Examining the role of brokers in evolving cyber insurance products | Insurance Business UK
The UK Government recently released its Cyber Security Breaches Survey for 2020, the findings of which highlighted that the majority of UK businesses are still not insured against cyber risks. Among the key insights gained from this report is that the rate of uptake of cyber insurance policies for SME-level companies is not only critically low at 14% but also that this has improved relatively little since last year’s report.
The role of increasing cyber uptake for businesses comes down to a joint partnership between insurers and brokers according to Davis Kessler (pictured above), the head of cyber at Travelers Europe. From speaking with brokers, Kessler has seen that what they need most from the insurers they work with is assistance in proving where a cyber policy can be beneficial to the insured.
Read more: Travelers reveals how its enhanced cyber product came about
“If you or one of your close peers has not yet had a cyber security incident then it is harder to realise the multitude of benefits that a cyber policy carries,” he noted. “Over 40% of companies have reported an attack in the last 12 months and that number keeps creeping up, year on year. It’s increasingly likely that even a well-prepared firm will have some sort of incident. If you’re prepared for it, you can reduce the chance, but we’ve seen plenty of companies that are well prepared and get hit nonetheless. It’s not just about prevention, but resiliency and being prepared to successfully come through an incident if it does occur.”
Whereas traditional property, business interruption or fire or flood policies have established market language and wordings, cyber policies are still very new, and every policy is different. Even where two insurers mean to cover the same thing, a cyber policy is still going to be different from one carrier to the next. Therefore, brokers need to be confident with what those coverages entail when they’re talking to their customers.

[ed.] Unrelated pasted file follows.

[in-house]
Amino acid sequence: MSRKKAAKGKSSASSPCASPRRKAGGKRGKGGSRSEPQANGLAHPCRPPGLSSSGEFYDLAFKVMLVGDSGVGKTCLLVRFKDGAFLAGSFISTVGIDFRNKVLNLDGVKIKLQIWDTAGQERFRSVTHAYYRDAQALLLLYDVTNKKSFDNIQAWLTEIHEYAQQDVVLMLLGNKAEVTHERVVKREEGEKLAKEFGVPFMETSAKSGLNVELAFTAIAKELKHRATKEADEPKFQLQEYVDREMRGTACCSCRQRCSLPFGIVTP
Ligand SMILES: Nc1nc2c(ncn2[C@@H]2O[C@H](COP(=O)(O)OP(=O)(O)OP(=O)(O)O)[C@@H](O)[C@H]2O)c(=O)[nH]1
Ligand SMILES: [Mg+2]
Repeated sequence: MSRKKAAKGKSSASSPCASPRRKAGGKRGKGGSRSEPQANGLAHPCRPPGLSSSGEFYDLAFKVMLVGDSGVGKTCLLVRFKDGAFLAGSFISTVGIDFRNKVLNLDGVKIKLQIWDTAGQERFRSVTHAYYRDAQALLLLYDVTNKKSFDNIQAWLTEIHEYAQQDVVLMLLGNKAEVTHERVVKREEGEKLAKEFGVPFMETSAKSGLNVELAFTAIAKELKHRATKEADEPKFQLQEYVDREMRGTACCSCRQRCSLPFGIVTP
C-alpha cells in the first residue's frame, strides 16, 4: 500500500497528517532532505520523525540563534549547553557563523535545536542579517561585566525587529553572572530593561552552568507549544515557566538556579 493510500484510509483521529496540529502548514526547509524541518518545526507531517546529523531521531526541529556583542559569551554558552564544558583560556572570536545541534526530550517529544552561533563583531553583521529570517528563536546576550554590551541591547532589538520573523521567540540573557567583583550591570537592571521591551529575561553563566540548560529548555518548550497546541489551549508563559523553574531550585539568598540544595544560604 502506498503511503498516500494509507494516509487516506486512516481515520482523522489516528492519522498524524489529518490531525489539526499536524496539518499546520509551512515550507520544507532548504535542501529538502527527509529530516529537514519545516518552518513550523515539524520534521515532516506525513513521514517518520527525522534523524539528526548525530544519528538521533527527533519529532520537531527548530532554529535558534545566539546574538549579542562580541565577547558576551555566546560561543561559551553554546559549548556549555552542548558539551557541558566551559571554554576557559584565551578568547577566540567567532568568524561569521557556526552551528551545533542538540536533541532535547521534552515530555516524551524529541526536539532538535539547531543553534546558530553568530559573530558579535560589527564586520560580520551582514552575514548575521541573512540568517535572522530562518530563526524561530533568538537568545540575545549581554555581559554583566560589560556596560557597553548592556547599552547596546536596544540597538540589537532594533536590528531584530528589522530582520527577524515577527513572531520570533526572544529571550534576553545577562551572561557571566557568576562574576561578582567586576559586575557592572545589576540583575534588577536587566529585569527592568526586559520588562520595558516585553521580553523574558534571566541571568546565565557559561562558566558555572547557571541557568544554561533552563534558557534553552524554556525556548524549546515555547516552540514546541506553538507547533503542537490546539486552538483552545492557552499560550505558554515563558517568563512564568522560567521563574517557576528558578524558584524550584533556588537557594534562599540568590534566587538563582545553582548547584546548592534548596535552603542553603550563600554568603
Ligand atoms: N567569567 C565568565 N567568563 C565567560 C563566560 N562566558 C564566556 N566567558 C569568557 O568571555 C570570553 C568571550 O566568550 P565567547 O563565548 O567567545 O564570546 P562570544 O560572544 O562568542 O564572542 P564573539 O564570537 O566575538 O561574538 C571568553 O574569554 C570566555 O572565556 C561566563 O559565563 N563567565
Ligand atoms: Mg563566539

“I feel for brokers when they need to read a dozen or more market’s policies and understand them all, and to make sure they are fitting all their clients’ needs,” he said. “And this is on top of everything else that they need to sell and advise their clients on. So, anything that can help brokers explain to their clients what is covered is beneficial. This is absolutely the case for SME clients but, even with larger firms, it is not a done deal that they are convinced of the need to buy cyber yet. Brokers working with larger accounts, therefore, would also like this assistance in proving a cyber insurance policy’s worth.”
There are several ways that the insurance market can seek to provide this expertise and information to brokers and the one which Travelers has found the most effective is that of claim examples. These examples are put together for brokers to use to highlight to their clients how the cyber policy proposition operates as a complete journey.
Everybody responds well to seeing an actual live claim example which can provide practical information on how an attack occurred and what happened after the attack. These examples walk through not just the incident but also the solution, examining how the policy responded, and how the breach response side of the proposition reacted. Finally, these claims examples detail how quickly vendors managed to enter the breached systems and whether they were able to stop the attack, as well as how the policy enabled the client to get back up and running again.
Further complicating matters for both brokers and the clients that they serve is the amount and complexity of the jargon that exists within cyber insurance policies. The industry is slowly starting to coalesce around certain terminology, but there is still a long way to go. For Travelers, when creating its new cyber proposition, one of the key undertakings was to simplify the wording involved to the highest extent possible. With 22 insuring clauses, Kessler noted that this was always going to be a lengthy policy with lots of definitions and that there is simply no way to avoid that.
“We’re trying to take what is admittedly a very complicated product and distil that down to understandable scenarios in terms of what coverage and response is provided,” he said.
Cyber is an ever-changing landscape and the coronavirus pandemic has highlighted the capacity of a non-cyber event to impact cyber security. The difficulty associated with this is trying to make sure that brokers are given the most up-to-date and relevant information. To enable this, Kessler outlined how Travelers has partnered with several experts as a means of combatting the pace of change that occurs within this sphere and of keeping all necessary partners in the loop.
“We’re always trying to keep our brokers in the know so that they can add that value to their customer. And partnering with the right firm is a key means of keeping our insureds and broker partners up to date and of giving them the risk management tools that they need.”
To discover more about Travelers’ cyber partnerships, please visit the Travelers website.